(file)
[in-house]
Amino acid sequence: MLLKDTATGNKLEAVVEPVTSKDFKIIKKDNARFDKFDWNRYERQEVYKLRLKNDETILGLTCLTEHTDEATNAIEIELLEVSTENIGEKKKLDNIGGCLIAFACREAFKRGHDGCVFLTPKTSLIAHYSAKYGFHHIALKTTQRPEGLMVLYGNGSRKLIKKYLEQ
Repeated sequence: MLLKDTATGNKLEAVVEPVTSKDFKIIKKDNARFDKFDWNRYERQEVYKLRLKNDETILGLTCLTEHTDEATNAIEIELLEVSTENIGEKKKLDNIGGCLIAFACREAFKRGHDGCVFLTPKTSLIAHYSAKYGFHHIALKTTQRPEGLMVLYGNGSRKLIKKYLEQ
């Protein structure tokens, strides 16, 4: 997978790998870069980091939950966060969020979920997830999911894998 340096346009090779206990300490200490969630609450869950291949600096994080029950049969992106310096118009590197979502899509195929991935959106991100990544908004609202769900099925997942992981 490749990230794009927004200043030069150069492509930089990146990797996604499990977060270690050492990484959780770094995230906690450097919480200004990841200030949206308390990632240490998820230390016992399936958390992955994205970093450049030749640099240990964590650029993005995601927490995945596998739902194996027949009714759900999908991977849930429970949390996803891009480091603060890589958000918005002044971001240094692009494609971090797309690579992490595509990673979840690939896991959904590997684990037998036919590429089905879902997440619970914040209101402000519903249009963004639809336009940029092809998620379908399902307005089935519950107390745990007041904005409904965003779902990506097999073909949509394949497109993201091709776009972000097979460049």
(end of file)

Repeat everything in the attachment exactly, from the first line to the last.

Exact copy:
[in-house]
Amino acid sequence: MLLKDTATGNKLEAVVEPVTSKDFKIIKKDNARFDKFDWNRYERQEVYKLRLKNDETILGLTCLTEHTDEATNAIEIELLEVSTENIGEKKKLDNIGGCLIAFACREAFKRGHDGCVFLTPKTSLIAHYSAKYGFHHIALKTTQRPEGLMVLYGNGSRKLIKKYLEQ
Repeated sequence: MLLKDTATGNKLEAVVEPVTSKDFKIIKKDNARFDKFDWNRYERQEVYKLRLKNDETILGLTCLTEHTDEATNAIEIELLEVSTENIGEKKKLDNIGGCLIAFACREAFKRGHDGCVFLTPKTSLIAHYSAKYGFHHIALKTTQRPEGLMVLYGNGSRKLIKKYLEQ
């Protein structure tokens, strides 16, 4: 997978790998870069980091939950966060969020979920997830999911894998 340096346009090779206990300490200490969630609450869950291949600096994080029950049969992106310096118009590197979502899509195929991935959106991100990544908004609202769900099925997942992981 490749990230794009927004200043030069150069492509930089990146990797996604499990977060270690050492990484959780770094995230906690450097919480200004990841200030949206308390990632240490998820230390016992399936958390992955994205970093450049030749640099240990964590650029993005995601927490995945596998739902194996027949009714759900999908991977849930429970949390996803891009480091603060890589958000918005002044971001240094692009494609971090797309690579992490595509990673979840690939896991959904590997684990037998036919590429089905879902997440619970914040209101402000519903249009963004639809336009940029092809998620379908399902307005089935519950107390745990007041904005409904965003779902990506097999073909949509394949497109993201091709776009972000097979460049």